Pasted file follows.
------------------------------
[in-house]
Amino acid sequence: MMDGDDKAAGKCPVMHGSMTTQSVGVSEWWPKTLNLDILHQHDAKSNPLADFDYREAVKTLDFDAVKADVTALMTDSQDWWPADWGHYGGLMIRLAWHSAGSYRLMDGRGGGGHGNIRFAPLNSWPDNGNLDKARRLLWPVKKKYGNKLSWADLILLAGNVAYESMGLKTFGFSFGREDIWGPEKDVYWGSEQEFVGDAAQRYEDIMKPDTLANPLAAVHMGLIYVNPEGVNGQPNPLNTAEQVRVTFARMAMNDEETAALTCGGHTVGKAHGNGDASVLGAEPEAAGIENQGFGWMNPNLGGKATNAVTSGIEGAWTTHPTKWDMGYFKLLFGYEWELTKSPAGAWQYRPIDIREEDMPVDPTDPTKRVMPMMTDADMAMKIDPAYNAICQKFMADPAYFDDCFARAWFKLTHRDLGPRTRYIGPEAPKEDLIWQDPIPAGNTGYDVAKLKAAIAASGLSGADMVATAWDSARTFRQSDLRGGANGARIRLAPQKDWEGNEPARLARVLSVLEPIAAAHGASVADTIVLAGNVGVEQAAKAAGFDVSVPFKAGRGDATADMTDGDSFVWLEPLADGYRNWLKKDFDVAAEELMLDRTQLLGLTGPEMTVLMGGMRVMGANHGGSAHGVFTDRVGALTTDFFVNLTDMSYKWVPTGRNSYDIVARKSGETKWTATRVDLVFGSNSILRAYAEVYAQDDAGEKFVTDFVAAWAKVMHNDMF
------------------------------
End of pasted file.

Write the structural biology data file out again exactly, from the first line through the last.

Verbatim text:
[in-house]
Amino acid sequence: MMDGDDKAAGKCPVMHGSMTTQSVGVSEWWPKTLNLDILHQHDAKSNPLADFDYREAVKTLDFDAVKADVTALMTDSQDWWPADWGHYGGLMIRLAWHSAGSYRLMDGRGGGGHGNIRFAPLNSWPDNGNLDKARRLLWPVKKKYGNKLSWADLILLAGNVAYESMGLKTFGFSFGREDIWGPEKDVYWGSEQEFVGDAAQRYEDIMKPDTLANPLAAVHMGLIYVNPEGVNGQPNPLNTAEQVRVTFARMAMNDEETAALTCGGHTVGKAHGNGDASVLGAEPEAAGIENQGFGWMNPNLGGKATNAVTSGIEGAWTTHPTKWDMGYFKLLFGYEWELTKSPAGAWQYRPIDIREEDMPVDPTDPTKRVMPMMTDADMAMKIDPAYNAICQKFMADPAYFDDCFARAWFKLTHRDLGPRTRYIGPEAPKEDLIWQDPIPAGNTGYDVAKLKAAIAASGLSGADMVATAWDSARTFRQSDLRGGANGARIRLAPQKDWEGNEPARLARVLSVLEPIAAAHGASVADTIVLAGNVGVEQAAKAAGFDVSVPFKAGRGDATADMTDGDSFVWLEPLADGYRNWLKKDFDVAAEELMLDRTQLLGLTGPEMTVLMGGMRVMGANHGGSAHGVFTDRVGALTTDFFVNLTDMSYKWVPTGRNSYDIVARKSGETKWTATRVDLVFGSNSILRAYAEVYAQDDAGEKFVTDFVAAWAKVMHNDMF